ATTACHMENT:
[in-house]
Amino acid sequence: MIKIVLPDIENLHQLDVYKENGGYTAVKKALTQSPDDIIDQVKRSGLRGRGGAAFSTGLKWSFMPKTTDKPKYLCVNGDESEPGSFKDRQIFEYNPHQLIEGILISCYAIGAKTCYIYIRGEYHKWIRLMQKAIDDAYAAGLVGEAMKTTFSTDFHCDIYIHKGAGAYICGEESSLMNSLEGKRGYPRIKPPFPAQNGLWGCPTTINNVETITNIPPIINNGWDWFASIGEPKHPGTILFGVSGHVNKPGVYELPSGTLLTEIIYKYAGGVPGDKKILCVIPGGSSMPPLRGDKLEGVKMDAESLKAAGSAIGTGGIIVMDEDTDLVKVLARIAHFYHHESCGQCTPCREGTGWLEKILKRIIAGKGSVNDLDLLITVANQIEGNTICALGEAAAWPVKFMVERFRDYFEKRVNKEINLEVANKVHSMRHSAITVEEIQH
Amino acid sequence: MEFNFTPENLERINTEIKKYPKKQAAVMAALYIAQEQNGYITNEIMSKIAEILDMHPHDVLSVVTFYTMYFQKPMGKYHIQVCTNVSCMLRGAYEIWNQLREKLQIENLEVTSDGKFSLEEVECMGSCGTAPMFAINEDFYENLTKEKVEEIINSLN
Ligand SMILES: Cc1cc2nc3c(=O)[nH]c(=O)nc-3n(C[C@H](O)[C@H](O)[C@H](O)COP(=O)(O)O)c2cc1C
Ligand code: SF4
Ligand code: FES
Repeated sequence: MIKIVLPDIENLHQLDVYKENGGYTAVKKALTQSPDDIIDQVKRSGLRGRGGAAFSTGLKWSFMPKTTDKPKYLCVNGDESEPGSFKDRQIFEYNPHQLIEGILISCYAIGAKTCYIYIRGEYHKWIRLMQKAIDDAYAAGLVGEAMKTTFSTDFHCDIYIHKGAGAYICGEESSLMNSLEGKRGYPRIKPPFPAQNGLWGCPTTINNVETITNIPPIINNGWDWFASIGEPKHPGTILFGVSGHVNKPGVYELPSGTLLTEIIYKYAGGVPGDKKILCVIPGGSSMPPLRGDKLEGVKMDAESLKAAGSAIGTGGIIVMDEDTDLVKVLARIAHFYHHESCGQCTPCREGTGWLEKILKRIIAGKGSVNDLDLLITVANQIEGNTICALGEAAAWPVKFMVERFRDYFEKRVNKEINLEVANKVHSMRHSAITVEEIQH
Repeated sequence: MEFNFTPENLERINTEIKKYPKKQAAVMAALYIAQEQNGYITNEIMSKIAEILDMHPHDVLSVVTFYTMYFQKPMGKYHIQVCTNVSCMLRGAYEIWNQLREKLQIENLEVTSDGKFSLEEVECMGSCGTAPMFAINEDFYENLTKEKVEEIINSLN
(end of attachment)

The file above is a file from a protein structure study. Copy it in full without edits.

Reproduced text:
[in-house]
Amino acid sequence: MIKIVLPDIENLHQLDVYKENGGYTAVKKALTQSPDDIIDQVKRSGLRGRGGAAFSTGLKWSFMPKTTDKPKYLCVNGDESEPGSFKDRQIFEYNPHQLIEGILISCYAIGAKTCYIYIRGEYHKWIRLMQKAIDDAYAAGLVGEAMKTTFSTDFHCDIYIHKGAGAYICGEESSLMNSLEGKRGYPRIKPPFPAQNGLWGCPTTINNVETITNIPPIINNGWDWFASIGEPKHPGTILFGVSGHVNKPGVYELPSGTLLTEIIYKYAGGVPGDKKILCVIPGGSSMPPLRGDKLEGVKMDAESLKAAGSAIGTGGIIVMDEDTDLVKVLARIAHFYHHESCGQCTPCREGTGWLEKILKRIIAGKGSVNDLDLLITVANQIEGNTICALGEAAAWPVKFMVERFRDYFEKRVNKEINLEVANKVHSMRHSAITVEEIQH
Amino acid sequence: MEFNFTPENLERINTEIKKYPKKQAAVMAALYIAQEQNGYITNEIMSKIAEILDMHPHDVLSVVTFYTMYFQKPMGKYHIQVCTNVSCMLRGAYEIWNQLREKLQIENLEVTSDGKFSLEEVECMGSCGTAPMFAINEDFYENLTKEKVEEIINSLN
Ligand SMILES: Cc1cc2nc3c(=O)[nH]c(=O)nc-3n(C[C@H](O)[C@H](O)[C@H](O)COP(=O)(O)O)c2cc1C
Ligand code: SF4
Ligand code: FES
Repeated sequence: MIKIVLPDIENLHQLDVYKENGGYTAVKKALTQSPDDIIDQVKRSGLRGRGGAAFSTGLKWSFMPKTTDKPKYLCVNGDESEPGSFKDRQIFEYNPHQLIEGILISCYAIGAKTCYIYIRGEYHKWIRLMQKAIDDAYAAGLVGEAMKTTFSTDFHCDIYIHKGAGAYICGEESSLMNSLEGKRGYPRIKPPFPAQNGLWGCPTTINNVETITNIPPIINNGWDWFASIGEPKHPGTILFGVSGHVNKPGVYELPSGTLLTEIIYKYAGGVPGDKKILCVIPGGSSMPPLRGDKLEGVKMDAESLKAAGSAIGTGGIIVMDEDTDLVKVLARIAHFYHHESCGQCTPCREGTGWLEKILKRIIAGKGSVNDLDLLITVANQIEGNTICALGEAAAWPVKFMVERFRDYFEKRVNKEINLEVANKVHSMRHSAITVEEIQH
Repeated sequence: MEFNFTPENLERINTEIKKYPKKQAAVMAALYIAQEQNGYITNEIMSKIAEILDMHPHDVLSVVTFYTMYFQKPMGKYHIQVCTNVSCMLRGAYEIWNQLREKLQIENLEVTSDGKFSLEEVECMGSCGTAPMFAINEDFYENLTKEKVEEIINSLN